You know the metaphor: Facebook is a cocktail party where no one wants to talk to the pushy insurance salesman. Yet too many businesses still don’t get why that salesman isn’t delivering – which is likely why the number of US retailers with Facebook-enabled checkout dropped 63% from 2011 to 2012.
Or maybe they do, but are too set in old, mass-media ways: “My customers are there, so I’ll start selling there!” That’s how it worked for print, for radio, for TV – building a marketing model that’s ingrained in today’s leading businesses, says author Don Tapscott:
“Leaders of old paradigms have great difficulty embracing the new. This broadcast model of marketing goes very, very deep. An entire industry was built around it. And an entire DNA was built within our companies.”
But 98% of retailers still have a Facebook presence – they recognize Facebook’s importance, even though driving sales through the network remains difficult. Luckily, influencing sales through Facebook is possible, when done right. Companies just need to learn some new rules.
Play by the conversational rules of the social network to influence purchases
Facebook is social and controlled by consumers – and it’s the social network most likely to influence a purchase, with 31% of consumers saying their buying is influenced by the site. So, make your selling on the network social and consumer-driven. Start by encouraging shoppers who write reviews and ask questions on your brand site share to them on their own News Feeds. Reviews replace a hard sell from a brand with a gentle, authentic recommendation from a real person – and consumers trust those recommendations 12 times more than brand-written content. Questions posted to Facebook may get answered more quickly, and could even bring their friends to your site.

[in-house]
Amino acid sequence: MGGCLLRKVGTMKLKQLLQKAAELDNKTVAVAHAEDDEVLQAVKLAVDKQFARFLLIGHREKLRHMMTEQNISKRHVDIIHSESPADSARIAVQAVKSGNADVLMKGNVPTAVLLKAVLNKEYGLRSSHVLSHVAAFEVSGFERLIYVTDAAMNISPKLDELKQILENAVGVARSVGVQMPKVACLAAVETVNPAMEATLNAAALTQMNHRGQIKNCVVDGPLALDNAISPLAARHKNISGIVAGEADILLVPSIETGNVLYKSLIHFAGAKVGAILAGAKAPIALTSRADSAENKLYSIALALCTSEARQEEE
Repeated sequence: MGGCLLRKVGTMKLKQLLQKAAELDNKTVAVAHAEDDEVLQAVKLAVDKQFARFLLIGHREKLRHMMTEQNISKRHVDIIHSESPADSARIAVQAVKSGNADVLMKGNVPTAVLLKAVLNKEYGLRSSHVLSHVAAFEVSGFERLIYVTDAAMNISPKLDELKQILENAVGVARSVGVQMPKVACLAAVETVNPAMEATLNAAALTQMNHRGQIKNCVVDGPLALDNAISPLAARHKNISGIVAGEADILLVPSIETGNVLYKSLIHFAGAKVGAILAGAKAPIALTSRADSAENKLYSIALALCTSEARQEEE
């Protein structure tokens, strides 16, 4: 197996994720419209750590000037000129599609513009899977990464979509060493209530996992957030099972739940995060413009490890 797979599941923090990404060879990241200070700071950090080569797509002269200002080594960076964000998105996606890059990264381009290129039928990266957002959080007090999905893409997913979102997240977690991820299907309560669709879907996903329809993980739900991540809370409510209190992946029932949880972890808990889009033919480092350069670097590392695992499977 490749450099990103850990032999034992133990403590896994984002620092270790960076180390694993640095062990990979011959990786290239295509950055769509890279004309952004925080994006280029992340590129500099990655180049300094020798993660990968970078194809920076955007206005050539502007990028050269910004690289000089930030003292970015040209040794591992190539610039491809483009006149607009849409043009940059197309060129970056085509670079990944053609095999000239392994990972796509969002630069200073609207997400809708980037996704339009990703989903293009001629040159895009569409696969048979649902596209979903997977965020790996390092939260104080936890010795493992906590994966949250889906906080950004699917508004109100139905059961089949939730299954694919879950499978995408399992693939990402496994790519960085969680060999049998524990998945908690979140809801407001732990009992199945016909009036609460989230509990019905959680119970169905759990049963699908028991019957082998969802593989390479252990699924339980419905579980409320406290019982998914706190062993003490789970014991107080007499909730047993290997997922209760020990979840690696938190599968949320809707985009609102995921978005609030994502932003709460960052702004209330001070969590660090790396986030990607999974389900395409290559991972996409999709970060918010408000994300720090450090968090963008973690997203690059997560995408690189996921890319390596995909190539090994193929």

Capturing their feedback when they’re excited about a new purchase can be enough to get consumers to share. Gamification and loyalty programs can spark even more sharing.
Second, include reviews and shopper Q&A on your Facebook page. While 91% of US retailers now include reviews on their website, far fewer include this highly social content on social networks. These facilitate genuine conversations that center on your products without pushing a hard sell. Benefit Cosmetics saw a 1000% increase in “Buy Now” clicks after adding reviews to their Facebook page. Step 2, America’s largest manufacture of toddler toys, incorporated reviews into their Facebook page, and saw a 135% increase in referral traffic from Facebook and a 300% increase in revenue from Facebook- referred visitors.
Tear down the garden’s walls to blend Facebook and your site
You can continue to influence purchases using Facebook even after getting consumers to your product pages. Allow Facebook verification sign-in, and use it to surface reviews from friends in the shopper’s network – people they know and trust.
Friends don’t always share each other’s tastes, so go beyond their networks by using their profile info to surface reviews from people like them: In their region, at their university, with similar hobbies, etc. An outdoor retailer, for example, could connect a hiker with boot reviews from other people who list “hiking” in their Facebook interests – people with similar use cases whose reviews are more relevant to the shopper.
Encourage shoppers to sign in with Facebook by showing them what’s in it for them. Don’t just say “Sign in with Facebook!” – give them a reason to want to by explaining. “Sign in with Facebook to see reviews from your friends and people who share your interests!” More convincing, right?
Loyalty programs and gamification also give shoppers incentive to use Facebook verification to sign into your site. Step2 drove 170% increase in FB verification sign-ins by awarding loyalty program points for signing in with Facebook.
As eMarketer put it in a recent report, selling via Facebook is “evolving, not extinct.” Brands must learn to keep their marketing activity on the social network conversational and consumer driven to attract buyers, and bring Facebook functionality into the brand site to amplify the benefits.